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PIB Summaries 30 January 2023

CONTENTS

  1. SCO Film Festival
  2. All India Survey on Higher Education (AISHE) 2020-2021

 SCO Film Festival


Focus: GS II: International Relations

Why in News?

Recently, the five-day Shanghai Cooperation Organization’s Film Festival opened in Mumbai.

About SCO Film Festival

  • Organized by: The National Film Development Corporation (NFDC), a Public Sector Undertaking of the Ministry of Information and Broadcasting, in partnership with the SCO Council of Heads of States.
  • Objective: The festival aims to foster cinematic partnerships, facilitate program exchanges, support emerging filmmaking talent, and bridge the cultural gap between the Shanghai Cooperation member countries.
  • Film Showcase: The festival intends to showcase selected films from Member States, Observer States, and Dialogue partner States.

About Shanghai Cooperation Organization

  • Founded in June 2001, it was built on the ‘Shanghai Five’, the grouping which consisted of Russia, China, Kazakhstan, Kyrgyzstan and Tajikistan.
  • They came together in the post-Soviet era in 1996, in order to work on regional security, reduction of border troops and terrorism.
  • They endowed particular focus on ‘conflict resolution’, given its early success between China and Russia, and then within the Central Asian Republics.
  • Some of their prominent outcomes in this arena entail an ‘Agreement on Confidence-Building in the Military Field Along the Border Areas’ (in 1996) between China, Russia, Kazakhstan, Kyrgyzstan and Tajikistan, which led to an agreement on the mutual reduction of military forces on their common borders in 1997.
  • It would also pitch in to help the Central Asian countries resolve some of their boundary disputes. 
  • In 2001, the ‘Shanghai Five’ inducted Uzbekistan into its fold and named it the SCO, outlining its principles in a charter that promoted what was called the “Shanghai spirit” of cooperation.
  • The precise assertion, combined with some of the member states’ profiles, of building a “new international political and economic order” has often led to it being placed as a counter to treaties and groupings of the West, particularly North Atlantic Treaty Organisation (NATO).
Member states
  • India, Kazakhstan, China, Kyrgyzstan, Pakistan, Russia, Tajikistan and Uzbekistan.
  • The SCO also has four observer states — Afghanistan, Iran, Belarus and Mongolia — of which Iran and Belarus are now moving towards full membership. 
Main goals
  • Strengthening mutual trust and neighbourliness among the member states;
  • Promoting their effective cooperation in politics, trade, economy, research and technology, and culture.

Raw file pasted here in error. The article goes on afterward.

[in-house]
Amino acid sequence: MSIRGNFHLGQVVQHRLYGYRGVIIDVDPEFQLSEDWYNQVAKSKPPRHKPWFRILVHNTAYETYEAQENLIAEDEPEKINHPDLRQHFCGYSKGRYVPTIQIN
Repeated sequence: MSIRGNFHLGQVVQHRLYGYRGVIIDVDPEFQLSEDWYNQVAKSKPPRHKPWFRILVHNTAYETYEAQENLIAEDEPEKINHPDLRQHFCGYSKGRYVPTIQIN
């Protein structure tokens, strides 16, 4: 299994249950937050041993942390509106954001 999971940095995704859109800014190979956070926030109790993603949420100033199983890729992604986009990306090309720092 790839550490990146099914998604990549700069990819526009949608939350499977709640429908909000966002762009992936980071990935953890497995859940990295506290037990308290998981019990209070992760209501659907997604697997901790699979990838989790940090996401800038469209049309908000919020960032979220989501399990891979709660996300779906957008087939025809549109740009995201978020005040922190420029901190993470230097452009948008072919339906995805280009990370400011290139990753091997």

Focus areas:
  • Education, energy, transport, tourism and environmental protection.
  • It also calls for joint efforts to maintain and ensure peace, security and stability in the region; and the establishment of a democratic, fair and rational new international political and economic order.

Organizational structure of SCO

The SCO secretariat has two permanent bodies —

  • SCO Secretariat based in Beijing 
  • Executive Committee of the Regional Anti-Terrorist Structure (RATS) based in Tashkent.

Other than this, the grouping consists of

Heads of State Council (HSC):

  • It is the supreme decision-making body of the organisation.
  • It meets annually to adopt decisions and guidelines on all important matters relevant to the organisation.

Heads of Government Council (HGC):

  • The HGC (mainly including Prime Ministers) also meets annually to zero in on the organisation’s priority areas and multilateral cooperation strategy.
  • It also endeavours to resolve present economic and cooperation issues alongside approving the organisation’s annual budget. 

Foreign Ministers Council:

  • The Foreign Ministers Council considers issues pertaining to the day-to-day activities of the organisation, charting HSC meetings and consultations on international problems within the organisation and if required, makes statements on behalf of the SCO. 

All India Survey on Higher Education (AISHE) 2020-2021


Focus: GS II: Education

Why in News?

Ministry of Education recently released All India Survey on Higher Education (AISHE) 2020-2021

All India Survey on Higher Education (AISHE) Overview

  • Conducted by: Ministry of Education
  • Start Year: 2011
  • Coverage: All higher educational institutions in India imparting higher education.
  • Objectives:
    • To identify and include all institutions of higher learning in India.
    • To collect data from higher education institutions on various aspects of higher education.
  • Data Collected: Detailed information on various parameters such as student enrollment, teacher data, infrastructure, and financial information.

Highlights of AISHE 2020-2021:

  • First time filled data online using Web Data Capture Format  developed by Department of Higher Education through the National Informatics Centre (NIC).
  • Total number of Universities: 1,113
  • Total number of Colleges: 43,796
    • Number of Universities has increased by 70, number of Colleges has increased by 1,453, in 2020-21 over 2019-20.
  • Total number of Standalone Institutions: 11,296
  • Total enrollment in higher education: 4.14 crore, up 7.5% from 2019-20
  • Female enrollment: 2 crore, up 13 lakh from 2019-20
  • Gross Enrolment Ratio improved for all social groups
  • Enrollment in Distance Education up 7% from 2019-20
  • Gender Parity Index increased from 1 to 1.05 from 2017-18 to 2020-21
  • Total number of faculty/teachers increased by 47,914 from 2019-20

June 2024
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